*The Occupational Safety and Health Administration is an agency of the United States Department of Labor.
OSHA’s standard for first aid training in general industry is listed in 1910.151, provides:
Medical services and first aid
(a)The employer shall ensure the ready availability of personnel for advice and consultation on matters of plant health.
(b)In the absence of an infirmary, clinic, or hospital in near proximity to the workplace which is used for the treatment of all injured employees, a person or persons shall be adequately trained to render first aid. Adequate first aid supplies shall be readily available.
In the construction industry specifically, 1926.50(c) provides:
In the absence of an infirmary clinic, hospital, or physician, that is reasonably accessible in terms of time and distance to the worksite, which is available for the treatment of injured employees, a person who has a valid certificate in first-aid training from the U.S. Bureau of Mines, the American Red Cross, or equivalent training that can be verified by documentary evidence, shall be available at the worksite to render first aid.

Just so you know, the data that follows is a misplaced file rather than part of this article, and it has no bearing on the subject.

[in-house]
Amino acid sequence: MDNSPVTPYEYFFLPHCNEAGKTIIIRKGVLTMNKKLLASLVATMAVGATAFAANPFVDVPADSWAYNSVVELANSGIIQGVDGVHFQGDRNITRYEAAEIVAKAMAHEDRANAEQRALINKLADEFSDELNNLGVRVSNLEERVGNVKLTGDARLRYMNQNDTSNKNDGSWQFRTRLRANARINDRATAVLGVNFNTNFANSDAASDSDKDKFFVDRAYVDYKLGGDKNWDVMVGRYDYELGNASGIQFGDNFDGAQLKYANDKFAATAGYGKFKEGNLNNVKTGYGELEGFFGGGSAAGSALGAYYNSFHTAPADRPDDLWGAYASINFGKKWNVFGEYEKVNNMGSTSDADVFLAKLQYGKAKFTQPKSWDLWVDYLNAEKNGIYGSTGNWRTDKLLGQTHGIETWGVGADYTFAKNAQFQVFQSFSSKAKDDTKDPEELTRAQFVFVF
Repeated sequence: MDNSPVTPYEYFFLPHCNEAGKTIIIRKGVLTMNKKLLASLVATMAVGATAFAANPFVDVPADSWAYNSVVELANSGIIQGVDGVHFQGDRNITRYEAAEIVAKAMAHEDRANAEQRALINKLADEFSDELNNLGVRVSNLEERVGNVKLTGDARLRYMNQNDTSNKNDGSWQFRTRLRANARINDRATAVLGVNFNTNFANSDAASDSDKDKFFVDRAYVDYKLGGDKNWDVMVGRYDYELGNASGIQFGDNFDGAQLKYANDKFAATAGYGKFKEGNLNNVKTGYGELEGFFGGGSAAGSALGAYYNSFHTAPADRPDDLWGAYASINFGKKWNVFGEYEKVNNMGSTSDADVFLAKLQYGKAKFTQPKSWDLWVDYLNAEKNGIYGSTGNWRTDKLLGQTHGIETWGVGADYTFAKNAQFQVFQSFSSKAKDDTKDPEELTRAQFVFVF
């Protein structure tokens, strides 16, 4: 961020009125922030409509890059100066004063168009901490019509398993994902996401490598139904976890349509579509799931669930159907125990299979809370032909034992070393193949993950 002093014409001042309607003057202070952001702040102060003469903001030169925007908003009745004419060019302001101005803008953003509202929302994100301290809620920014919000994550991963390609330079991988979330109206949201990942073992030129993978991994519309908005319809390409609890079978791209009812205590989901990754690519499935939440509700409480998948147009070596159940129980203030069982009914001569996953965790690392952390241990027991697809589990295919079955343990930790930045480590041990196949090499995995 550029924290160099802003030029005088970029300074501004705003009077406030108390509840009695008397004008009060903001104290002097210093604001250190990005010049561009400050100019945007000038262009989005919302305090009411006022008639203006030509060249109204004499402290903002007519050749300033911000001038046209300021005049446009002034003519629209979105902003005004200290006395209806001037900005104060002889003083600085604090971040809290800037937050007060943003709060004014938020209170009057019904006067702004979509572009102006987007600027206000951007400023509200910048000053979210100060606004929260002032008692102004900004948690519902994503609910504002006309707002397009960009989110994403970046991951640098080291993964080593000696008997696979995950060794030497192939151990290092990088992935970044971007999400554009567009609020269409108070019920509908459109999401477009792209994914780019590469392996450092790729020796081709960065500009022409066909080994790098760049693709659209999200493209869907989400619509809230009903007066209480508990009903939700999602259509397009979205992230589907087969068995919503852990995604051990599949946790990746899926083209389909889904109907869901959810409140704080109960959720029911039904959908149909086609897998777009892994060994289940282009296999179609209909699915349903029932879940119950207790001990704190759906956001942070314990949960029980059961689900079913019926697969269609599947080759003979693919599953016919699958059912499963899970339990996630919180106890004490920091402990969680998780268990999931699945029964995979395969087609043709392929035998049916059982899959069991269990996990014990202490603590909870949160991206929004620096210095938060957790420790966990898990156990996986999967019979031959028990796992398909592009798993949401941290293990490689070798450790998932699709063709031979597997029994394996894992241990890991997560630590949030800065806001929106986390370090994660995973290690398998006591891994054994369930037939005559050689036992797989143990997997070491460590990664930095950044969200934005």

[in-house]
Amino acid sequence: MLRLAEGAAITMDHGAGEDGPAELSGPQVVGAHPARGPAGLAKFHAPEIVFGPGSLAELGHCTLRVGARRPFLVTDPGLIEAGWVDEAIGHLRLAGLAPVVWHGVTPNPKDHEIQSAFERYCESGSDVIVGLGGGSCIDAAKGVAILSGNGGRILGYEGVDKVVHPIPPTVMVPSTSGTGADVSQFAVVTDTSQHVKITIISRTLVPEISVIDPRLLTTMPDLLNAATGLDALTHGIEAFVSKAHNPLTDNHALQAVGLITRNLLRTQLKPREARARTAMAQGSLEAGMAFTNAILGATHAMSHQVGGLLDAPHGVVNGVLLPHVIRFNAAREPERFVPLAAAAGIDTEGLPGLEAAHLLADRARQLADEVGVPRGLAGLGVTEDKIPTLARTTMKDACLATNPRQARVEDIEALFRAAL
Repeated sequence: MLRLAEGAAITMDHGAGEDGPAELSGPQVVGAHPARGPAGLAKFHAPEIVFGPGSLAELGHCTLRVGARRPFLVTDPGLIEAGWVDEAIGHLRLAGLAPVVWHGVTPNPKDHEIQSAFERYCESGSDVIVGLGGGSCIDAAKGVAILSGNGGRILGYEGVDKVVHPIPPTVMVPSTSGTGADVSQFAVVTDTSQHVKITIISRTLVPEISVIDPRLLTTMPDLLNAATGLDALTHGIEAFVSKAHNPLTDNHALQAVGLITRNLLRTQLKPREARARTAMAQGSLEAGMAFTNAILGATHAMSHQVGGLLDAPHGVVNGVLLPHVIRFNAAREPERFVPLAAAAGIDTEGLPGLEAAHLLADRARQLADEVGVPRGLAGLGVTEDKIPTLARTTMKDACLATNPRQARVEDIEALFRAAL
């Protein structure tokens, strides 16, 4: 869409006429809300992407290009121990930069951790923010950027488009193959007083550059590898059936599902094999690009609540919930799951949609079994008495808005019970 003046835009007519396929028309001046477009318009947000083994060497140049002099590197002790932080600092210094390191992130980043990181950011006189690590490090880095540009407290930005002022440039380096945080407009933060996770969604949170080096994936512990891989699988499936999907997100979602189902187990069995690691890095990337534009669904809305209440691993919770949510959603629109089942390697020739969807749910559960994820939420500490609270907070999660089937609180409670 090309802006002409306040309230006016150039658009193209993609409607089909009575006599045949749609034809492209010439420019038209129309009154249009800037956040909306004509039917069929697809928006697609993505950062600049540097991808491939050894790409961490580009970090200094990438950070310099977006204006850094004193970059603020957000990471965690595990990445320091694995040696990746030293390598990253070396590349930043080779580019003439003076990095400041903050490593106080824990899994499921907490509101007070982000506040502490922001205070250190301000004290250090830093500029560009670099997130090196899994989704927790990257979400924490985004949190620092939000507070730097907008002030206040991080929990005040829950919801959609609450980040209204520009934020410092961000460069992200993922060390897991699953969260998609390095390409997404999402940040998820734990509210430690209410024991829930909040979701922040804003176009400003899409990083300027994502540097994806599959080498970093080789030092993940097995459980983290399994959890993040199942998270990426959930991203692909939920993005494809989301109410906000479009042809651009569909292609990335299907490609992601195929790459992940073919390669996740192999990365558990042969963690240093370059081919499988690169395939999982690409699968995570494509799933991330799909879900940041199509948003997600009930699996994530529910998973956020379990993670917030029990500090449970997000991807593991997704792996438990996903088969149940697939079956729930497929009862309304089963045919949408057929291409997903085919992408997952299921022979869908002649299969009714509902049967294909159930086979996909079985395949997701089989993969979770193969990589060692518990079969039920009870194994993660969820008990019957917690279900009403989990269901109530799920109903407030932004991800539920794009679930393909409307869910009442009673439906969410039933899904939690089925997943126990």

The bloodborne pathogens standard at 1910.1030(g)(2)
This requires employers to provide training to any employees who have occupational exposure to blood or other potentially infectious materials, such as employees assigned medical or first aid duties by their employers. The standard at 29 CFR 1910.1030(b) defines “occupational exposure” as “reasonably anticipated skin, eye, mucous membrane, or parenteral contact with blood or other potentially infectious materials that may result from the performance of an employee’s duties.” If an employee is trained in first aid and identified by the employer as responsible for rendering medical assistance as part of his/her job duties, that employee is covered by the bloodborne pathogens standard.